Cranioplasty is done for making contouring changes to the cranial vault, which is defined as the skull, forehead and brow bones. Common causes for the need for cranioplasty are congenital deformities (after primary reconstruction), neurosurgical bone flaps, and traumatic injuries. When done for these reasons an open approach is always used as there is usually a pre-existing scalp scar/incision from a prior procedure. This makes it very easy to apply the traditional synthetic cranioplasty materials such as PMMA (acrylic) and HA. (hydroxyapatite)
However, some skull shape problems may be relatively small or may not be associated with any pre-existing incision for access. When balancing the trade-off of a new scalp scar versus keeping the existing skull concern, many patients (particularly men) would consider the scar as more undesireable. Cranioplasty would be more appealing in this circumstance if the cranioplasty material would be able to be delivered from small and remote incisions. In essence, a cranioplasty material that could be delivered by an injection process.
The current craniplasty materials are far from ideal to be delivered through any form of remote access. PMMA, polymethylmethacrylate, is an initial liquid which can be delivered through a tube but it is very runny on delivery and sets up with a very high heat from an exothermic reaction. The numerous forms of hydroxyapatite (e.g., Mimx) create an initial viscous slurry which has no material flow at all. This makes it not only undeliverable by injection but its sensitivity to fluids and its easy fragmentation on setting make external digital molding unpredictable.
Kryptonite, the newest FDA-approved cranioplasty material offers some real promise as an injectable skull-shaping technique. It is a bone cement that is created through the combination of a calcium carbonate powder and two fatty acid liquid derivatives from castor oil. When combined together this makes a final hardened material that is porous and adhesive with bone-like properties. While this is as favorable to bone as any of the other cranioplasty materials, its physical features in the set-up process make it potentially useful to be delivered by an injection method.
Once the three ingredients are mixed, a very flowable liquid is created. During the intial polymerization process (up to 4 minutes), the material can be loaded into a syringe. Once in the syringe, it remains in a thick but flowable liquid phase up to 8 minutes are mixing. This provides the opportunity for delivery by injection. Once it passes the 8 minute time period, it enters a sticky taffy phase where it becomes very adhesive and is no longer injectable. A moldable phase will exist then up to 25 minutes in which further shaping can be done.
To pass the injectable cranioplasty test, it first must have enough flow to be delivered through a small enough tube that has sufficient length. A true injection method is delivered percutaneously through a needle that is no larger than an 18 gauge. But that is not the type of injection to which I refer when being used for cranioplasty. Because instruments must be used to develop the subperiosteal pocket, either through an endoscopic or blind technique, one or two small remote incisions (less than 1 inch) would be used. Therefore the internal diameter of the injection method can be larger. But how large does it need to be? (or how small can be that it still works) In bench top testing, I have determined that it flows very nicely through an internal diameter of 2.7mms. (8 French catheter) This makes it possible to use long catheters for remote access. Some material will be lost in the tube during delivery which is 1cc per 13cm of length at 2.7mms diameter. Most injectable cranioplasties will not need more than 5 or 6cms of tube length for delivery. The indwelling .5cc of material can be pushed through with a saline fluid bolus behind it.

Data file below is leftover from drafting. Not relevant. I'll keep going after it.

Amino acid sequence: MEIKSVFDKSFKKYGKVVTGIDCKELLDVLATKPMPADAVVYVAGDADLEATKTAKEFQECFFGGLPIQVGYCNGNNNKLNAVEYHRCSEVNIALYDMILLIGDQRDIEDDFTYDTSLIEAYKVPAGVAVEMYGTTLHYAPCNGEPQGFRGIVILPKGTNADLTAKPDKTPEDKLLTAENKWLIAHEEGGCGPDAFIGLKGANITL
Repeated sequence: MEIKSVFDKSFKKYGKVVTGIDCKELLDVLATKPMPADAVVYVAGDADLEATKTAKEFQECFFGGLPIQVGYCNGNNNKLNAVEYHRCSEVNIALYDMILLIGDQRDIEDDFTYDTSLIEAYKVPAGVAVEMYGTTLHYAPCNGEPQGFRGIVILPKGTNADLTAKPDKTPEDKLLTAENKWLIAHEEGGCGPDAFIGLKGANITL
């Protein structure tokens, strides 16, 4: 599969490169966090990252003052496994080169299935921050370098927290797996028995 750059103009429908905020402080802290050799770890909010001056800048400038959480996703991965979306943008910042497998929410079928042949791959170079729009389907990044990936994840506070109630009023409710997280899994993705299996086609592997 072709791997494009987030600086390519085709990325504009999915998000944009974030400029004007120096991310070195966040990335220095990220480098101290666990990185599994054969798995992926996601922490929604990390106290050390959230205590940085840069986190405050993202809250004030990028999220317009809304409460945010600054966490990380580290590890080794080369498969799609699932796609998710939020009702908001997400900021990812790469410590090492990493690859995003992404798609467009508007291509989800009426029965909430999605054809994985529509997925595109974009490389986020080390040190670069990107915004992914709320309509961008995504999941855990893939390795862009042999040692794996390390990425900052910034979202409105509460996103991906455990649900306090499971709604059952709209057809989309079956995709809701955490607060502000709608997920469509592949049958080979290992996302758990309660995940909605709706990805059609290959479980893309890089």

The other injectable consideration is can the material be effectively molded by external manipulation. Is it able to be pushed around and molded into fine edges without fracture or separation of the material? In testing on a pig’s head (from the butcher), Kryptonite was injected and externally molded to the back of the skull from an anterior incision. On dissection after setting, it was adherent to the bone, did not stick to the overlying soft tissue and had nicely contoured edges. Its sticky taffy phase which is between 5 and 15 minutes after mixing gives it a texture which really molds and shapes well.
Kryptonite bone cement appears to offer physical properties that would make it the first truly injectable cranioplasty material. Its use in this manner is for partial-thickness contour deformities of the skull and forehead.
Dr. Barry Eppley